Yesterday, I wrote an article that made rounds on Twitter and substack and generated a tremendous amount of comments.
Two astute readers asked me a very reasonable question: where in the Moderna patent 9,587,003, exactly, is something that matches the Sars-Cov-2 sequence CTCCTCGGCGGGCACGTAG? I am trying to explain here.
I asked on Twitter and received a reply, and kind of deciphered the situation for myself — so here it is with screenshots and URLs. I will use screenshots so that the information is preserved even if the source is deleted or banned.
Here’s my Twitter question:
Here’s the sequence 11652 position 2733 - 2751:
So the string here is “ctacgtgc ccgccgagga g” (ignore spaces). Typing it more neatly, we get: CTACGTGCCCGCCGAGGAG in the Moderna patent sequence 11652.
Go to the “Reverse Complement Calculator”:
Now type in the genes from Sars-Cov-2 (which is CTCCTCGGCGGGCACGTAG):
So, this shows that the Sars-Cov-2 sequence CTCCTCGGCGGGCACGTAG, matches the Moderna patent sequence CTACGTGCCCGCCGAGGAG as a “reverse complement”.
This is the explanation of “reverse complement”. Remember that Sars-Cov-2 is a RNA virus and Moderna patents are DNA.
None of this tells us whether this sequence is “good”, “bad”, “pure chance”, etc. All we know is:
CTCCTCGGCGGGCACGTAG is the most crucial part of Sars-Cov-2 RNA, containing the code for the “furin cleavage site”
No natural coronaviruses contain a “furin cleavage site”
Furin cleavage site greatly enhances infectivity of Sars-Cov-2 and its ability to infect humans and other species
This code only appears in a Moderna oncology (cancer) patent 9587003, and not in any multicellular organisms or viruses known before 2020
The mutation of MSH3 gene related to this patent, is known to break DNA recombination and lead to cancers (see my previous article)
Spike protein is also known to penetrate cell nuclei and interfere with V(D)J DNA recombination and BRCA1 and p53 repair, for a reason that MAY OR MAY NOT be related to CTCCTCGGCGGGCACGTAG
BRCA mutation is responsible for breast and ovarian cancer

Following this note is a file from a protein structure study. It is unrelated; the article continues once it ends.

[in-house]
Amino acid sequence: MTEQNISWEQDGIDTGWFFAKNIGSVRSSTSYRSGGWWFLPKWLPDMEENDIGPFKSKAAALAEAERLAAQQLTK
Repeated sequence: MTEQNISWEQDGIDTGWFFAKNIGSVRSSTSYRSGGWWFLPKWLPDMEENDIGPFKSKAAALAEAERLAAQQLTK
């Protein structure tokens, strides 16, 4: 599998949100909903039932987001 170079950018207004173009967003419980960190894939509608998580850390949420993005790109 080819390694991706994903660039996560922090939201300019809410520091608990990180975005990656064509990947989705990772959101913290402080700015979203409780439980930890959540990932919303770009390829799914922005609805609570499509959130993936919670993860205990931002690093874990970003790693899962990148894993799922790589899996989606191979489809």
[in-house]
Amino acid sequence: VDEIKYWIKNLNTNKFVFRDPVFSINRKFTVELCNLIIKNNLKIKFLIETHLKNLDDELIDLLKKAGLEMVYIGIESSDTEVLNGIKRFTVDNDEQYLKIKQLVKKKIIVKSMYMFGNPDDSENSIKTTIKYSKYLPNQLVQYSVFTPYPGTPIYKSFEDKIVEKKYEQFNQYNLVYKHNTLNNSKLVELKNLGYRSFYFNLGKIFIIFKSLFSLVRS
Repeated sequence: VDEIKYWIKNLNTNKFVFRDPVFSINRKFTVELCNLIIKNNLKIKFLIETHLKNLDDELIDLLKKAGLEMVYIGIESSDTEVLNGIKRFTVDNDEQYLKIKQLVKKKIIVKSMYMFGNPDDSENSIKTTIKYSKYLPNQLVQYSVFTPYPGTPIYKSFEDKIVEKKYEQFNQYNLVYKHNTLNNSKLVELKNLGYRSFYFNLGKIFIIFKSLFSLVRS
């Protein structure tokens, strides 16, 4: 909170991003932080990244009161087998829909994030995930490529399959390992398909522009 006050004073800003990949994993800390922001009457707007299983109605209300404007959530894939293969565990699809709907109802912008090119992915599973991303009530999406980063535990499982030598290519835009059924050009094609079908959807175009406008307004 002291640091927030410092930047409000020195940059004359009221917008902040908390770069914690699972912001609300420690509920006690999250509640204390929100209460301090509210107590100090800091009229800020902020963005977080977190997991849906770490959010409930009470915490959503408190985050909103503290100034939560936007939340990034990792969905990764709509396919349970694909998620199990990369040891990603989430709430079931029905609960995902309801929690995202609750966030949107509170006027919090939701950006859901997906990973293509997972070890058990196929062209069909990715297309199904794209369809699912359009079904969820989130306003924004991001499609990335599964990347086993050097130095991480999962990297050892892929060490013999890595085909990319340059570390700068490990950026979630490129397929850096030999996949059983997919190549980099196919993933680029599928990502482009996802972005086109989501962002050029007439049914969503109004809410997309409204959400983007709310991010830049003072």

Someone posted a video along the same lines 2 days after my post. I like it so here it goes:
I do realize that while I answered my readers’ questions to the best of my ability, this story creates more questions that answers. Go ahead and ask them and see where all of this leads us.
This is NOT the time to pound the table with certain answers — it is time to ask probing questions.
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Thank you Igor for your dedication in digging into this stuff and getting the word out to the rest of us.
The Moderna COVID‑19 vaccine, sold under the brand name Spikevax, is a COVID-19 vaccine developed by American company Moderna, the United States National Institute of Allergy and Infectious Diseases (NIAID), and the Biomedical Advanced Research and Development Authority (BARDA). Chinese scientists put the genetic sequence of the novel coronavirus online on Jan. 11. Over the next two days, the NIH and Moderna used it to plot out a vaccine.
Afeyan remembers getting a key call about the development of the Covid-19 vaccine. “January 21st, my daughter’s birthday.... I got a call from Davos [during The World Economic Forum] from the CEO of Moderna,” he says. Bancel had been approached by a number of public health groups at the conference “urging” him to work on a vaccine. We literally decided overnight...to try and do this,” Afeyan said at MIT. Moderna delivered the first doses of its Covid-19 vaccine to the NIH for testing on Feb. 24, 2020, and “the first Moderna shot went into a volunteer’s arm in Seattle on March 16, 2020,” according to Afeyan.
So then whose idea was it to do the cancer component? NIH? NIAD? BARDA? Moderna on it's lonesome?